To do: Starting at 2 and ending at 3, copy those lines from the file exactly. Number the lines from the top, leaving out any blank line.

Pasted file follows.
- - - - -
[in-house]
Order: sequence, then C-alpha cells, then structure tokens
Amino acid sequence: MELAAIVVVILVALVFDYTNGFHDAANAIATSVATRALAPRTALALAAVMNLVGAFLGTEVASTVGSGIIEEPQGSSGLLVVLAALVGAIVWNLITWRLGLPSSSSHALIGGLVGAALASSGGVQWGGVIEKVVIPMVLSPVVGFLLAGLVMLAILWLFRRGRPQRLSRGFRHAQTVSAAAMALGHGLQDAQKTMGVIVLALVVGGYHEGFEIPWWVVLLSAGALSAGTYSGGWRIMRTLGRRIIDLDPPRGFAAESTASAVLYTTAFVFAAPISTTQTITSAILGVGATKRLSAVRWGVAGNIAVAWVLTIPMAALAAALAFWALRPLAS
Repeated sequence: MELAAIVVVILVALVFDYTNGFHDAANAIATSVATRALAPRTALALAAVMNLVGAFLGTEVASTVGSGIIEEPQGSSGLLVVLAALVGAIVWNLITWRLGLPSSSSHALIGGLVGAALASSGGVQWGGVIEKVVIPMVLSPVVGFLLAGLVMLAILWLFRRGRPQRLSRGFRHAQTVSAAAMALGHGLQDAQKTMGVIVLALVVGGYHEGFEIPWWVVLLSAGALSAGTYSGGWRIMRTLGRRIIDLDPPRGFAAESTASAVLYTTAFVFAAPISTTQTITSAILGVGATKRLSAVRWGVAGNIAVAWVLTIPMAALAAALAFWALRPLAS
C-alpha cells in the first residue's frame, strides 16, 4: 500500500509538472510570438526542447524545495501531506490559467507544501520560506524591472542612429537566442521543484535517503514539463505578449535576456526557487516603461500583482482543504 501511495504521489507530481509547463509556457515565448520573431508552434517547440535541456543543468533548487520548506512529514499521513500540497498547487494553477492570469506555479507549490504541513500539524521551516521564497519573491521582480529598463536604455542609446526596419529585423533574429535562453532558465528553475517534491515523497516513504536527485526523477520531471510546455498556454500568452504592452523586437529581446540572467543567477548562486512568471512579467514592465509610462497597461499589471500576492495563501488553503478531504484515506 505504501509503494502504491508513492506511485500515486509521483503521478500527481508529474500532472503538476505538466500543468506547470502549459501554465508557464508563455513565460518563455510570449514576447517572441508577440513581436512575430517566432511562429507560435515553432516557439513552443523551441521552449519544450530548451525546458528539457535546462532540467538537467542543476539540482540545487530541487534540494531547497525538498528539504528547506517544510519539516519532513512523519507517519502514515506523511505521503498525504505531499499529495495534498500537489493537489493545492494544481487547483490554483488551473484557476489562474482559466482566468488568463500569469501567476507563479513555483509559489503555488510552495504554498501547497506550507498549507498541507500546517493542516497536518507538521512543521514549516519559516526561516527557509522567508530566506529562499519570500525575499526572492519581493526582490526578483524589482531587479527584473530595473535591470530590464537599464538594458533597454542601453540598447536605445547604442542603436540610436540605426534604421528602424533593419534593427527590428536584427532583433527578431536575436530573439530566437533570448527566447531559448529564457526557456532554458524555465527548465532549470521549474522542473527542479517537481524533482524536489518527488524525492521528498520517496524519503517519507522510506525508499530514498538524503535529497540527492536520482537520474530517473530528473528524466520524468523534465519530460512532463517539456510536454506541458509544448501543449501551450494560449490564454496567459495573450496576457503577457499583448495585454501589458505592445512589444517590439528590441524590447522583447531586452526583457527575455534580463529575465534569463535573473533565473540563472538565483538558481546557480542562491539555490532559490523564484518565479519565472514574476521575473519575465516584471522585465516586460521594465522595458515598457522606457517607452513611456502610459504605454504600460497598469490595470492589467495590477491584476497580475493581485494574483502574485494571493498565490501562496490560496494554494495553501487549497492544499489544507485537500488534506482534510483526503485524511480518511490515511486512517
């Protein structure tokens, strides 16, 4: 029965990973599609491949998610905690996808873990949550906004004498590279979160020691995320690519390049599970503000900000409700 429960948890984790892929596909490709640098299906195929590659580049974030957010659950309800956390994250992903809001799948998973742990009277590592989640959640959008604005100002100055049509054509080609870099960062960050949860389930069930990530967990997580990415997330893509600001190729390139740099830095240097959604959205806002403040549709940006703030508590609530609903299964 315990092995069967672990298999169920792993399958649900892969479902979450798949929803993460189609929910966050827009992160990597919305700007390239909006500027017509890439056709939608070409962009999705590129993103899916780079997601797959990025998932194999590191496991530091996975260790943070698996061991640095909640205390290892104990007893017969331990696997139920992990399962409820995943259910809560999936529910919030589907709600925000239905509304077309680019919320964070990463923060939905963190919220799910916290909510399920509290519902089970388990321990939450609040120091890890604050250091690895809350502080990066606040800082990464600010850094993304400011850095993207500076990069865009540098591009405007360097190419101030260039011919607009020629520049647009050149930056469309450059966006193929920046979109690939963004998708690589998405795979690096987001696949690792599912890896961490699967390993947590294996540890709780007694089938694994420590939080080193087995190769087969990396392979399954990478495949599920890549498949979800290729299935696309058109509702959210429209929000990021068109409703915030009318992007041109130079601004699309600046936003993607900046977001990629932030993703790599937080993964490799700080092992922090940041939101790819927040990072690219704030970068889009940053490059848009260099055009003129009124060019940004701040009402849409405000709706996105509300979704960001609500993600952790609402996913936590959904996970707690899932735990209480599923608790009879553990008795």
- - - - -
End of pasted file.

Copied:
Order: sequence, then C-alpha cells, then structure tokens
Amino acid sequence: MELAAIVVVILVALVFDYTNGFHDAANAIATSVATRALAPRTALALAAVMNLVGAFLGTEVASTVGSGIIEEPQGSSGLLVVLAALVGAIVWNLITWRLGLPSSSSHALIGGLVGAALASSGGVQWGGVIEKVVIPMVLSPVVGFLLAGLVMLAILWLFRRGRPQRLSRGFRHAQTVSAAAMALGHGLQDAQKTMGVIVLALVVGGYHEGFEIPWWVVLLSAGALSAGTYSGGWRIMRTLGRRIIDLDPPRGFAAESTASAVLYTTAFVFAAPISTTQTITSAILGVGATKRLSAVRWGVAGNIAVAWVLTIPMAALAAALAFWALRPLAS